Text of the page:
The Equestrian Medical Safety Association hosted a talk from EN sponsors Point Two on Saturday morning at the USEA convention. I arrived to the meeting a few minutes late, so I missed the full introduction by EMSA, but they said they were a volunteer and donation driven non-profit focused on equestrian safety. They hosted both Point Two and Hit Air to present their air vests to the audience. Representatives from Kan Taq and Charles Owens were on scene and regularly jumped into the discussion. Below are my notes from the meeting…
Lee Middleton from EN sponsors Point Two started by describing the shortfalls of the current level based rating system for static vests. The current Level 1 through Level 3 system is tested essentially by dropping an anvil on the foam protectors and measuring the energy that goes through the foam–this is a measure of sharp energy reduction, nothing more. Lee said that this testing isn’t an ideal format. He said that Point Two tested the leading body protectors on the market and said that most body protectors in the US don’t reach the Level 1 (20 Joules for the narrow bar test) impact standard, whereas Level 3 (45.0 Joules) is required in England. Lee then said that putting an airbag in combination with a top body protector leads to a dramatically higher level of protection according to these tests, although, again, the tests are not ideal.
Lee then showed several fall videos to demonstrate why fast deployment of an air vest is important. They are the videos most of us have all probably seen already and I don’t think anyone disagrees that if you want an air jacket to deploy you want it to deploy as quickly as possible.
Lee made a clear point — “these are not going to completely stop people from having injuries, what we are saying is ‘is there a window where an airbag can save someone’s life?’“
TRL impact testing — Lee had the TRL (Transport Research Laboratory) try to recreate a test where there would be potentially fatal impact to the chest. The test video showed a dummy being dropped on a block on its chest. The Point Two air jacket reduced levels of chest compression seen in severe chest impact by more than 55% of those seen in an unprotected fall. In an equivalent impact, a Level 3 body protector shows only a 9% improvement on chest compression measures compared to no protective clothing. A rider wearing a Point Two could sustain four times more severe impact than a rider with no chest protection with approximately the same predicted injury outcome.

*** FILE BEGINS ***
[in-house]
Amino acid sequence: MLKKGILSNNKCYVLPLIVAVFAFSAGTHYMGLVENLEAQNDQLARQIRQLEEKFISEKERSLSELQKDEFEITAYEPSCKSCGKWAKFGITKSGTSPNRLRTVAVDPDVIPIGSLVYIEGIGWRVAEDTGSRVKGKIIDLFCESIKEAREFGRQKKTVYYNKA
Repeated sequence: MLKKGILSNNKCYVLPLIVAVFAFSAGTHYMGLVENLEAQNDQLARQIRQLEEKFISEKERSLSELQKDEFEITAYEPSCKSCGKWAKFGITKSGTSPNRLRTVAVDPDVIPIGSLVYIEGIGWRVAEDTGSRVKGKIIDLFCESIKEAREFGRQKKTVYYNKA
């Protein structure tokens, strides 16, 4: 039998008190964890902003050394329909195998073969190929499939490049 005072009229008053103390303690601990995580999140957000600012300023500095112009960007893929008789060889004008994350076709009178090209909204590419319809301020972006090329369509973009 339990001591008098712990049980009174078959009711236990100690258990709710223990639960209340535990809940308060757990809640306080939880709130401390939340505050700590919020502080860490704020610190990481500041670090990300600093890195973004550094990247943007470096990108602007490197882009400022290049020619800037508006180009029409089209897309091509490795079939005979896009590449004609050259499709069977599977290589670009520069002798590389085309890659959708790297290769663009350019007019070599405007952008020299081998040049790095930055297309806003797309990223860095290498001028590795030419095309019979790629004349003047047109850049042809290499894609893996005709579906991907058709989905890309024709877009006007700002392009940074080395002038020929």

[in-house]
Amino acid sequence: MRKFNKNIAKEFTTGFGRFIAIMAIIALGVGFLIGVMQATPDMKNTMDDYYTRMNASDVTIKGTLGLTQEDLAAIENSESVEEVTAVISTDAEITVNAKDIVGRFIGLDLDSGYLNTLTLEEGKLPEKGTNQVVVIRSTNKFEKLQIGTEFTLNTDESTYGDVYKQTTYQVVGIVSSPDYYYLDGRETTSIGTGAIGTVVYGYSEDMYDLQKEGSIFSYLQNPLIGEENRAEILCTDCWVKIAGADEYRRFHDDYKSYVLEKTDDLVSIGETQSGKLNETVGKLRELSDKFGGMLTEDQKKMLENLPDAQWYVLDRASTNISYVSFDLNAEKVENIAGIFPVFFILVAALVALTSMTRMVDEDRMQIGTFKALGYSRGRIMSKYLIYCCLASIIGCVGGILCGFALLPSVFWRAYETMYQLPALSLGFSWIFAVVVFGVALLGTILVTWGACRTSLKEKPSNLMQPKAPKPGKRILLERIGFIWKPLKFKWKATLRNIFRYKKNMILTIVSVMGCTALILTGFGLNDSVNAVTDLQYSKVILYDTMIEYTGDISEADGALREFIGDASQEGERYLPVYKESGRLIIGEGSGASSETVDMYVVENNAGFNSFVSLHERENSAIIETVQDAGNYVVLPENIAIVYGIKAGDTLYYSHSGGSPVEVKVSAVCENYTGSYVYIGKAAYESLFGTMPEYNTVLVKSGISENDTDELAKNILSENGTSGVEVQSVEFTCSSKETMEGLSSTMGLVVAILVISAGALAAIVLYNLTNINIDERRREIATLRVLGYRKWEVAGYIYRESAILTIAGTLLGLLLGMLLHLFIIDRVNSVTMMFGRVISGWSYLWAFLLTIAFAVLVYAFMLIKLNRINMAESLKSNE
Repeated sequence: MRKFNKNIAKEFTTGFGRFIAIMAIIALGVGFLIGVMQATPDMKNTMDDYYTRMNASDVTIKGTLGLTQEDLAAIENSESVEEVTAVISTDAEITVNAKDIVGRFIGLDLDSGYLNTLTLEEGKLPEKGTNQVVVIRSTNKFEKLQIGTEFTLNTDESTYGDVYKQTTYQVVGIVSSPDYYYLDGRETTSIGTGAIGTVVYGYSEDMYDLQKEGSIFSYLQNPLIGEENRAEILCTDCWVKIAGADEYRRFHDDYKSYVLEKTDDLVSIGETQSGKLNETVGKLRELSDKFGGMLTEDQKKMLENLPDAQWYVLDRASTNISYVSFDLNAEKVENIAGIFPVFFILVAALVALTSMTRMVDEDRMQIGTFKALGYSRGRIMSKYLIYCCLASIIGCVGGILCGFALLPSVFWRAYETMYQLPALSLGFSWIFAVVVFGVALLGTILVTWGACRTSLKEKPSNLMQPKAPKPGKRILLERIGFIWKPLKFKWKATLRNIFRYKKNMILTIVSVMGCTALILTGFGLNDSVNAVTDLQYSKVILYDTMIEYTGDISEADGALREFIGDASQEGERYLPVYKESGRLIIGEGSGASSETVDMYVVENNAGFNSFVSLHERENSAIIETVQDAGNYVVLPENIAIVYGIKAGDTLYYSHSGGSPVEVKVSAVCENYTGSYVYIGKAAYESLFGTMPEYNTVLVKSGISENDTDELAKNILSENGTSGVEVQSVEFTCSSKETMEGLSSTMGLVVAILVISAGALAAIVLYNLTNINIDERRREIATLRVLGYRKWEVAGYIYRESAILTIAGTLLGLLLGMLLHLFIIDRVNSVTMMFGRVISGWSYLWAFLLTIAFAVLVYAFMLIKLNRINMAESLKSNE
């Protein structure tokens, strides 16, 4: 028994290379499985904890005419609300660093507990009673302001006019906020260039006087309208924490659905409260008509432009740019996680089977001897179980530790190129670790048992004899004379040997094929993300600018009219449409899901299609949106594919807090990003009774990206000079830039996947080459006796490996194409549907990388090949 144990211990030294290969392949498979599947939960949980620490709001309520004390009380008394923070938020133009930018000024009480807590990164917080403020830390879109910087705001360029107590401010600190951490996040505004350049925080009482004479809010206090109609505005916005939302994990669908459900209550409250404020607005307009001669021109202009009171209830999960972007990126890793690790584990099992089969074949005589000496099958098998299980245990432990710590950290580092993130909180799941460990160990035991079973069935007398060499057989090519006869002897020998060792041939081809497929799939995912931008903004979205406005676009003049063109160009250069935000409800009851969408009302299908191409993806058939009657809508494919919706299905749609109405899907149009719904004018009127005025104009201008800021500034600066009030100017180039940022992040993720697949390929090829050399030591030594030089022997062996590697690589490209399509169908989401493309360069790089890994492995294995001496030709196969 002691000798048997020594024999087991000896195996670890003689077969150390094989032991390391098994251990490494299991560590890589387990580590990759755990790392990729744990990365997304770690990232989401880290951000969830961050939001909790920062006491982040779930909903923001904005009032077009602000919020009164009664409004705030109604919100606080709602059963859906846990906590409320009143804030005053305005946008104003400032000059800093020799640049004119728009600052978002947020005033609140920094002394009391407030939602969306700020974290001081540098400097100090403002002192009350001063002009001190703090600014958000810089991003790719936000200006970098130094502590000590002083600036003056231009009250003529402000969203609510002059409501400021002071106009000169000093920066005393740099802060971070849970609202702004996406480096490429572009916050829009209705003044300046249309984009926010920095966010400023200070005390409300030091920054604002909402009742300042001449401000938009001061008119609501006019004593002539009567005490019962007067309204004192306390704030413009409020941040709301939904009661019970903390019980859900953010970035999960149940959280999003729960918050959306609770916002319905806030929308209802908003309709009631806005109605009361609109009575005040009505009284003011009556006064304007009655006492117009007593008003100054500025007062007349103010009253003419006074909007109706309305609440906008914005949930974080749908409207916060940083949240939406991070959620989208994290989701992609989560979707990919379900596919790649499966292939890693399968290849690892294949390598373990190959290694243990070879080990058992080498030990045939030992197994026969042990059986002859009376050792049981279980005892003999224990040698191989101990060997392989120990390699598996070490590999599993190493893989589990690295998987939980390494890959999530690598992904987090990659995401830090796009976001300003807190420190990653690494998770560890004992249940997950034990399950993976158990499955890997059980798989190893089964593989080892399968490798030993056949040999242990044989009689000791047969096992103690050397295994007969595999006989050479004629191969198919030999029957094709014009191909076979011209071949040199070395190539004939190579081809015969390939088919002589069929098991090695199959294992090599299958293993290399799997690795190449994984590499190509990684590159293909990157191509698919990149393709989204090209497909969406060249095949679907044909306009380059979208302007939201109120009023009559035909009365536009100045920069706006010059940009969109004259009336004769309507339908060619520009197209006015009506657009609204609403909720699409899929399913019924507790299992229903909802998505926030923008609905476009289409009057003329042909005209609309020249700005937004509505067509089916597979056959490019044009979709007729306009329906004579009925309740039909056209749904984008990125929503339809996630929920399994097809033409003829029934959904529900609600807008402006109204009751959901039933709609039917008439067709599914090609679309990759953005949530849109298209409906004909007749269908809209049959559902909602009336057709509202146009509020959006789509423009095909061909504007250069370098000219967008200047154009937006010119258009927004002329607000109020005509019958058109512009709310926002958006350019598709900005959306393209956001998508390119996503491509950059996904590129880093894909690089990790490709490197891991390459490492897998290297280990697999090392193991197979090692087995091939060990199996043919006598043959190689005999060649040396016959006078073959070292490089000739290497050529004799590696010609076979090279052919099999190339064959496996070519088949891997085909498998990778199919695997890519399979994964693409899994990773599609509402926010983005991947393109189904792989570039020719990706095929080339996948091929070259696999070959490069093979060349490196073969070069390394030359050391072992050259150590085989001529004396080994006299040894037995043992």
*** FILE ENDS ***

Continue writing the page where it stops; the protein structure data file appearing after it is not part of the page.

One interesting question raised by an audience member is the question of testing under different temperatures. Lee said that the above TRL test has not been performed under different temperatures. The audience member then expressed the concern that different temperatures effect the pressure of a gas and at lower temperatures there could be dramatically less pressure. Lee explained that since there is excess liquid CO2 in the canister the pressure is held constant up to the point where is slips out the release valve.
Another member of the audience made a great point that the advertising for vests (all vests) typically show a rotational fall with horse on top of rider, but none of the testing has come close to matching this advertising.
Lee said that he is working on introducing the air jackets to the horse racing industry and he said jockeys have been very skeptical about the vests so far, but he said no more skeptical than eventers were in the beginning. Lee said that more and better testing needs to be done but in every test they have performed the Point Two increases protection.
Tom from Hit Air then stood up and said that the biggest reason people wear air vests is to protect from impact. He gave a quick demonstration of the vest deploying, saying it takes about 65lbs of pressure to activate the lanyard. Tom had Lee inflate his Hit Air and showed how the vest protected his neck and lower back.
Tom’s presentation lasted just a few minutes and the room then moved on to a discussion about how important it is to use both a static body protector and an air vest. Much more from the USEA convention throughout the day. Go eventing.